School leaders, education professionals and the education community in general identify student achievement as the top priority of our public school system.

But what exactly constitutes student achievement? As a parent, I once believed that the proof of student achievement was good grades and the kind of test scores that led children to be invited into special classes, such as a gifted and talented program, and advanced placement and honors classes. In my mind, student achievement was primarily measured by the kind of academic proficiency that led ultimately to college acceptance.

While that concept – high test scores and good grades – does connote student achievement, most people also intuitively know that student achievement has broader applications in important nonacademic performance areas as well. If student achievement were only defined in terms of the college-bound student, our education system would fall short in preparing many students for meaningful futures.

There are many types of learners out there, and not all students have the desire or the ability to excel in the traditional academic areas, yet they all have the capacity to achieve great success. It is important that school leaders see the complete picture and ensure the educational program provides opportunities for student achievement that accommodate the diversity of interests, talents and abilities within the student pool.

The current 2018-2020 NJSBA Strategic Plan has as its first goal area “Student Growth, Learning, Well-being and Success.” This goal has three objectives, one of which is to “broaden the definition of achievement to include academic progress, social-emotional learning and global citizenship as measures of success.”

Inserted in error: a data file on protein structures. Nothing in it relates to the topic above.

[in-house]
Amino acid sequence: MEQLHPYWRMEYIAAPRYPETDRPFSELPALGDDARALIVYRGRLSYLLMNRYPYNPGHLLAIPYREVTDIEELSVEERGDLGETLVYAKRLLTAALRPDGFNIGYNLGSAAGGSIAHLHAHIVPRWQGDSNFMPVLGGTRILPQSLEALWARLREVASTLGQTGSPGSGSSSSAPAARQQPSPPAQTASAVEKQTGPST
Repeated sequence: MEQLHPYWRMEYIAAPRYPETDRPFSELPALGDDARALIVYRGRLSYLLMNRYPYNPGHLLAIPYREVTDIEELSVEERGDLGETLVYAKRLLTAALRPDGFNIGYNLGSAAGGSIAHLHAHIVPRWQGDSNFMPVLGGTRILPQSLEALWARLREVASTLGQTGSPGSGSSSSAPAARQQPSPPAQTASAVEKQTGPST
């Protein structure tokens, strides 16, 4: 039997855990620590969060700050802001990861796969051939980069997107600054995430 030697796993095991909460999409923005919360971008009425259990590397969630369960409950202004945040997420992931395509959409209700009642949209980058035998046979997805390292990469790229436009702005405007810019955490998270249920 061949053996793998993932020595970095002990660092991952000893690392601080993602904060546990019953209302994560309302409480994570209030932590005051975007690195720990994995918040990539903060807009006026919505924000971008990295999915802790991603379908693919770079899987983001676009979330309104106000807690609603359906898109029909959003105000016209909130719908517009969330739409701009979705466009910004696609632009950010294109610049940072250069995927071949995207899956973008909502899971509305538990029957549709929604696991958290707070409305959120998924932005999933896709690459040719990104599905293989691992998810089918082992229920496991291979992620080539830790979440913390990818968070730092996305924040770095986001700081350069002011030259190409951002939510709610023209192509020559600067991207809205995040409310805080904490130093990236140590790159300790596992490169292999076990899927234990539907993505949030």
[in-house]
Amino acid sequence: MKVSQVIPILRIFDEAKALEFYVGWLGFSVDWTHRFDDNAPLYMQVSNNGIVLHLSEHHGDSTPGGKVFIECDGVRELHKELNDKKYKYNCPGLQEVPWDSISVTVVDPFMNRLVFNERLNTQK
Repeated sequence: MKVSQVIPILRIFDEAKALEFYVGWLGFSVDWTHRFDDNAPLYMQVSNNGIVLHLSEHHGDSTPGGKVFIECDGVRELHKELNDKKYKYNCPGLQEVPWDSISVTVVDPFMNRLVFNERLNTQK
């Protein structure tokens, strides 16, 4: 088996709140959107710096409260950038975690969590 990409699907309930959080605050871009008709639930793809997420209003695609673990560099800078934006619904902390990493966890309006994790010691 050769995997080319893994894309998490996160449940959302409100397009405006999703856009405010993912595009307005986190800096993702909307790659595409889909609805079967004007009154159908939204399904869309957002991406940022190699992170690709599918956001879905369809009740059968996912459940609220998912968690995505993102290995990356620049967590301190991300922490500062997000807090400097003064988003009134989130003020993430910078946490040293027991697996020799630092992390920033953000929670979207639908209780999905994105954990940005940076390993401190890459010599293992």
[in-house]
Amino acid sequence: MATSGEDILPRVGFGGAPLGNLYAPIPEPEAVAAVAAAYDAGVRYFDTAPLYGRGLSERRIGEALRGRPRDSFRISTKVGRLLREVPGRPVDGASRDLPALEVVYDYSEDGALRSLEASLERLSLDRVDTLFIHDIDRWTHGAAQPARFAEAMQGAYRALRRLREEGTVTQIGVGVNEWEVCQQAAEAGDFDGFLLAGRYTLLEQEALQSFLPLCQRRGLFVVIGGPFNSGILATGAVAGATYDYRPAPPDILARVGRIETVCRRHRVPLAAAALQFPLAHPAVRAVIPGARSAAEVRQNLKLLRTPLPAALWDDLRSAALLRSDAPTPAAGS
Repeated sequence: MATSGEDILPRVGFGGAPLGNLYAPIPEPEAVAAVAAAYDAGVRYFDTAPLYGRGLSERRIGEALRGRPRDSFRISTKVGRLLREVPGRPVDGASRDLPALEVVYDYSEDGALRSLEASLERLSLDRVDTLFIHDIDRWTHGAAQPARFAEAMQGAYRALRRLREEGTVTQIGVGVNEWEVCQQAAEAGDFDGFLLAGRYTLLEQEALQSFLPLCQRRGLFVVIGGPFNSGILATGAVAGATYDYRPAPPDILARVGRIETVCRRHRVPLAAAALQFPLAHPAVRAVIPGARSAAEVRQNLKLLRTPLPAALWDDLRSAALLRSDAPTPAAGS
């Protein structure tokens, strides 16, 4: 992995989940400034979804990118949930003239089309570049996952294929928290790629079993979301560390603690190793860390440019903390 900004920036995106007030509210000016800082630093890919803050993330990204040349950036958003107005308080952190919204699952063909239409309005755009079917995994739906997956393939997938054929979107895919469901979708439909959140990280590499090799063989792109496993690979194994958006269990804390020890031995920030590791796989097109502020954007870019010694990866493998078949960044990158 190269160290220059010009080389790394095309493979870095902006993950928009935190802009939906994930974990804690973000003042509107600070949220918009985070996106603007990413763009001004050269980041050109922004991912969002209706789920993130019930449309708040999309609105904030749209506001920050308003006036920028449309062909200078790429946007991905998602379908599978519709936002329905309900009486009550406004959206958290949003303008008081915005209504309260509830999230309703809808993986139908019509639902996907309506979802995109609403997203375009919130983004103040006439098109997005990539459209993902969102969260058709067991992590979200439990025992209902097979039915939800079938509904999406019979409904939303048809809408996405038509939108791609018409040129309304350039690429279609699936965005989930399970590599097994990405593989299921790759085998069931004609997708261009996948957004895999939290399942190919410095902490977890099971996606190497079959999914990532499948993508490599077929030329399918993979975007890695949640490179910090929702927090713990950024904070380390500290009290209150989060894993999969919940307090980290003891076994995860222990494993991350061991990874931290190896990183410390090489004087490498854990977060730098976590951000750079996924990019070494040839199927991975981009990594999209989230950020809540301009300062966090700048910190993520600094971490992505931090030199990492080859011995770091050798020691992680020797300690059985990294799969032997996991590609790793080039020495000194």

It was with the same spirit that NJSBA initiated its Task Force on Educational Opportunities for Non-College Bound Learners in 2017. This task force, made up of local school board representatives and NJSBA staff, will study the current status of education programs and post-secondary training and career opportunities for non-college-bound high school students, identify strategies to expand program options, and recommend appropriate action by local school boards, NJSBA, and other governmental entities involved in education.

The New Jersey Department of Education (NJDOE) prioritizes student achievement as the root of all education goals. This goal statement located on the Educator’s Portal links student achievement to teacher preparedness and the New Jersey Student Learning Standards: Maximizing achievement for every student is the goal that drives every part of the education process. Well-prepared teachers who continuously improve their classroom practice in teaching the New Jersey Learning Standards to their students will affect learning in positive ways as measured by the state’s annual assessments. Everything is connected and leads toward one goal – student achievement.